THE GREEK GOVERNMENT has announced that its income for the first month of the year was €1 billion lower than expected.
Greek news site Ekathimerini reports that data published by the Ministry of Finance this morning showed that the government’s revenues for January were down by 7 per cent on the same period last year.
That contrasts with Budget projections which had anticipated an 8.9 per cent increase on last year’s income – leaving a gap of €1 billion more than the budget had expected.
The Budget, presented by the cabinet of technocrat prime minister Lucas Papademos in November, had actually projected a surplus for the year – but that achievement now seems particularly unlikely.
A breakdown of government revenue showed that VAT receives were down by 18.7 per cent from last year – firmly indicating that the country’s ongoing financial crisis is having a drastic effect on spending by the public.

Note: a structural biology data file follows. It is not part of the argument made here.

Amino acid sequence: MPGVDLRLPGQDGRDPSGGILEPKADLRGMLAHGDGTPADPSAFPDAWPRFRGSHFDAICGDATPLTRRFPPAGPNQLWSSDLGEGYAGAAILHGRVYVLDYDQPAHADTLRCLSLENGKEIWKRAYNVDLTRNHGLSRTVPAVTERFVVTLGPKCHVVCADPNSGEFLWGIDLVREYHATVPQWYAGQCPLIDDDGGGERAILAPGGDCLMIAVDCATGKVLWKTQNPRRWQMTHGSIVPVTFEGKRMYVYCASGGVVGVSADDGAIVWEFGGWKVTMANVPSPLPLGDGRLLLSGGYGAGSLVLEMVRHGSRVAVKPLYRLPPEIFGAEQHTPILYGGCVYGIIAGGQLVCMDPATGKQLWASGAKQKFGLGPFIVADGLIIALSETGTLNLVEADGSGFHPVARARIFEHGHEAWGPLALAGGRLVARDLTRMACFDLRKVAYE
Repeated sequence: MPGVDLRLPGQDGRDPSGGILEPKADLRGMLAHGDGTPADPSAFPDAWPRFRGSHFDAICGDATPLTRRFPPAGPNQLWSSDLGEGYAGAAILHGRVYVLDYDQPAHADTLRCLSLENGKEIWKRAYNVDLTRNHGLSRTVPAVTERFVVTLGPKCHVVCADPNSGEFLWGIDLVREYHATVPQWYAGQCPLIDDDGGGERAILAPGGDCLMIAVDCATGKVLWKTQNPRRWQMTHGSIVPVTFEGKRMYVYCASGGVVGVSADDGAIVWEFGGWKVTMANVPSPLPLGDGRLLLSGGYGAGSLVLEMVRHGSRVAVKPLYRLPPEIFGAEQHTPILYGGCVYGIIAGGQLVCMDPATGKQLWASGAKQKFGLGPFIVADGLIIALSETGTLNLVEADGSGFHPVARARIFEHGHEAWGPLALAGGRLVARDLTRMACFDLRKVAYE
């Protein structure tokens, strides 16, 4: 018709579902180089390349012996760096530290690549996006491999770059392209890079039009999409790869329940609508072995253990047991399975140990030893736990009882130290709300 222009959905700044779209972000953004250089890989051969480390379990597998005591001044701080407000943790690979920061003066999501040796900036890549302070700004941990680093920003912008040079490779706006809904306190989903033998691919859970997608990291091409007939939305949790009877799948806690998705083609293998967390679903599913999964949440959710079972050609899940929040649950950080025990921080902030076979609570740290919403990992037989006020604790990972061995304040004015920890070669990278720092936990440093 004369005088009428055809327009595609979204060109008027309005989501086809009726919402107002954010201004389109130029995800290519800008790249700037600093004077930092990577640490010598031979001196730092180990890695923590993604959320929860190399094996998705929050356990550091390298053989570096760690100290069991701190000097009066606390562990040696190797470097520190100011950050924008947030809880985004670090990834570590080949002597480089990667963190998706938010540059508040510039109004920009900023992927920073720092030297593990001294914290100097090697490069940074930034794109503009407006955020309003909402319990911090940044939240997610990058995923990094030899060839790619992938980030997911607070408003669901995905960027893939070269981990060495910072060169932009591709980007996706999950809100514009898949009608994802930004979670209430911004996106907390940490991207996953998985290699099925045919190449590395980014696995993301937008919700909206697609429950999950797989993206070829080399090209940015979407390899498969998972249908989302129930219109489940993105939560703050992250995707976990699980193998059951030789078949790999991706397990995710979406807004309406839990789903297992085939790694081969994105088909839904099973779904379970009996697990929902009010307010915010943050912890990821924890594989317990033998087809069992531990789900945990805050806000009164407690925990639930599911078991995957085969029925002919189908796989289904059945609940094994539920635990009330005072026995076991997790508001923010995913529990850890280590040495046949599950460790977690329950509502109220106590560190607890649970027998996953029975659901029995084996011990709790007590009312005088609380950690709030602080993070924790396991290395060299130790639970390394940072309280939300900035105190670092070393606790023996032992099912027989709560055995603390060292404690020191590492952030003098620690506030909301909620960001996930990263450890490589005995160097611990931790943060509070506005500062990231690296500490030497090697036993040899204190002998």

That spending power is likely to wane even further, with the parliament having ratified a severe new austerity deal on Sunday which cuts the country’s minimum wage by a fifth.
The figures meant the hypothetical cost of borrowing for Greece – which is not borrowing on open markets because of its EU-IMF arrangements – surged to yet another record high.
If Greece was borrowing from the open markets, it would pay an annual interest rate of 207.4 per cent – while Germany, the eurozone’s benchmark economy, would pay less than 0.25 per cent.